1. Does the new legislation change home loan applications taken before these guidelines go into effect?
If the purchase property was documented before May 1, 2009, the application is not subject to HVCC. Likewise, if the purchase property was documented before July 30, 2009, the application is not subject to HERA.
2. Are purchases of investment properties covered under the same requirements?
Purchases of primary residence and second homes are the only transactions to which these regulations apply at this time.
3. If submitting your loan application in person, can fees be collected at that time?
Yes. In fact, your loan could close faster if you submit your loan application in person.
4. Is it possible for the lender to hold credit card information, a post-dated check, or another form of payment until it is permissible to collect upfront fees if the application is taken over the phone?
It is not permitted for payment information for upfront fees to be collected before the appointed collection date. Upfront fees are allowed to be collected on the next business day after initial disclosures are obtained. Disclosures can be issued and upfront fees can be collected on the same day as an in person application.
5. Is it possible to collect fees paid by the seller before established collection time (the next business day after initial disclosures are received by the homebuyer)?
No fees (except for the credit report) may be collected by the lender on behalf of the homebuyer until the initial disclosures are received by the homebuyer. Any fee commonly covered by the seller (such as the appraisal fee) or any other party may not be collected until that time.
6. Are disclosures affected if after the initial application the homebuyer adds a home equity loan or a line of credit?
There is not an affect if the homebuyer adds a home equity line of credit. However, if the homebuyer adds a home equity loan, the initial disclosure time period begins again, and it is required that the same disclosure requirements be followed for the home equity loan.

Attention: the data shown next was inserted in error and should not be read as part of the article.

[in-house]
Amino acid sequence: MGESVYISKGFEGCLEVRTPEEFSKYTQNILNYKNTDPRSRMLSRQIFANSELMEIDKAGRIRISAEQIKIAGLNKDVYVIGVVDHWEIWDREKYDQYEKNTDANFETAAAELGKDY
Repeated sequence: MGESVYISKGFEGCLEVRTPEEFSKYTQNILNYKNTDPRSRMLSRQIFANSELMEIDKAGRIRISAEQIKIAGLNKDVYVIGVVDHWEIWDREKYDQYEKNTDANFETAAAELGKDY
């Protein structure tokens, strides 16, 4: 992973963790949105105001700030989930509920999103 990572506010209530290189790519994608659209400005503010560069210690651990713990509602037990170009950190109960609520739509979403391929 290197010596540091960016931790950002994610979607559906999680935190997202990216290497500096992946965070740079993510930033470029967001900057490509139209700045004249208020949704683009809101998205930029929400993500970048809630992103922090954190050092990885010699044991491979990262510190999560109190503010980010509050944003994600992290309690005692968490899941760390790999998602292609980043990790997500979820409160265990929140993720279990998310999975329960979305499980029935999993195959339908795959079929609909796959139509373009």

7. How will the loan process be affected if there is a delay in collecting the homebuyer’s upfront fees?
The loan process more than likely will be delayed if the lender is unable to collect the upfront fees as soon as they are permitted to do so. Required services such as the appraisal can be put on hold until those fees are collected.
8. What triggers the re-disclosures of the initial APR?
Re-disclosure is required if the APR at the time of consummation increases from the last disclosed APR by more than: 1?8 of 1 percentage point in a regular transaction; or 1?4 of 1 percentage point in an irregular transaction (ie. ARM loan).
9. If still in the seven (7) business day period of the initial Truth-In-Lending disclosure, can a TIL re-disclosure still be issued?
If the APR at the time of consummation increases from the APR disclosed earlier by more than: 1?8 of 1 percentage point in a regular transaction; or 1?4 of 1 percentage point in an irregular transaction (ie. ARM loan) and a re-disclosure of the Pre-Closing TIL is required, it can be released and sent out within the first seven (7) business day time frame. The three (3) business day rule would still apply as well.
10. Are rush transactions still possible?
In the loan process, especially now more than ever, it’s best to have time on your side. Still, the most that can be asked for, in the perfect scenario, is for a loan transaction to close in a minimum of seven (7) business days after the initial disclosures are mailed.
11. How soon may the closing happen after the final Truth-In-Lending disclosure is received?
Three (3) business days must be allowed for the mailing of the TIL; an additional three (3) business days must be provided for the homebuyer to approve their loan scenario. The closing may be held on the third business day after receipt of the TIL.